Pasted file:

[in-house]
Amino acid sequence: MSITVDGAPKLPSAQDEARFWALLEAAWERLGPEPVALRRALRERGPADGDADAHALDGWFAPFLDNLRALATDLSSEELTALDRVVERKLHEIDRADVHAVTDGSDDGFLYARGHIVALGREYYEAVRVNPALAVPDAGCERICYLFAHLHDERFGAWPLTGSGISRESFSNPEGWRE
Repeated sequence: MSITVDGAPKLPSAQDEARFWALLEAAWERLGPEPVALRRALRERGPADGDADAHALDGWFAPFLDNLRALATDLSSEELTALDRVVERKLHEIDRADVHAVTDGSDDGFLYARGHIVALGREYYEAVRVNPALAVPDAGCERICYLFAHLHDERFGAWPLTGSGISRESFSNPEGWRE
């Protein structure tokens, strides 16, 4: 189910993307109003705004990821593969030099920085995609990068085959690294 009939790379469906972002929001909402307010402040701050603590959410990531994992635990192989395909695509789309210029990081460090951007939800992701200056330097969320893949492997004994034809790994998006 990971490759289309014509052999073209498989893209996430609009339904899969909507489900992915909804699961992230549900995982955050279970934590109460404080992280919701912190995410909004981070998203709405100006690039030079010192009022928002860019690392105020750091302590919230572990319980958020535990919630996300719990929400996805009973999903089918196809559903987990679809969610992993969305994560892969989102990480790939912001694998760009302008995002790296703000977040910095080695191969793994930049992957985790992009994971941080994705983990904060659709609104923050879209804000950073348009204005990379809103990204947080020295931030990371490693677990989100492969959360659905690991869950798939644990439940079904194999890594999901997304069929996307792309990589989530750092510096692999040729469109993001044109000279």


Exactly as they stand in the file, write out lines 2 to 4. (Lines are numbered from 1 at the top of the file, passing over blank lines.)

Amino acid sequence: MSITVDGAPKLPSAQDEARFWALLEAAWERLGPEPVALRRALRERGPADGDADAHALDGWFAPFLDNLRALATDLSSEELTALDRVVERKLHEIDRADVHAVTDGSDDGFLYARGHIVALGREYYEAVRVNPALAVPDAGCERICYLFAHLHDERFGAWPLTGSGISRESFSNPEGWRE
Repeated sequence: MSITVDGAPKLPSAQDEARFWALLEAAWERLGPEPVALRRALRERGPADGDADAHALDGWFAPFLDNLRALATDLSSEELTALDRVVERKLHEIDRADVHAVTDGSDDGFLYARGHIVALGREYYEAVRVNPALAVPDAGCERICYLFAHLHDERFGAWPLTGSGISRESFSNPEGWRE
């Protein structure tokens, strides 16, 4: 189910993307109003705004990821593969030099920085995609990068085959690294 009939790379469906972002929001909402307010402040701050603590959410990531994992635990192989395909695509789309210029990081460090951007939800992701200056330097969320893949492997004994034809790994998006 990971490759289309014509052999073209498989893209996430609009339904899969909507489900992915909804699961992230549900995982955050279970934590109460404080992280919701912190995410909004981070998203709405100006690039030079010192009022928002860019690392105020750091302590919230572990319980958020535990919630996300719990929400996805009973999903089918196809559903987990679809969610992993969305994560892969989102990480790939912001694998760009302008995002790296703000977040910095080695191969793994930049992957985790992009994971941080994705983990904060659709609104923050879209804000950073348009204005990379809103990204947080020295931030990371490693677990989100492969959360659905690991869950798939644990439940079904194999890594999901997304069929996307792309990589989530750092510096692999040729469109993001044109000279």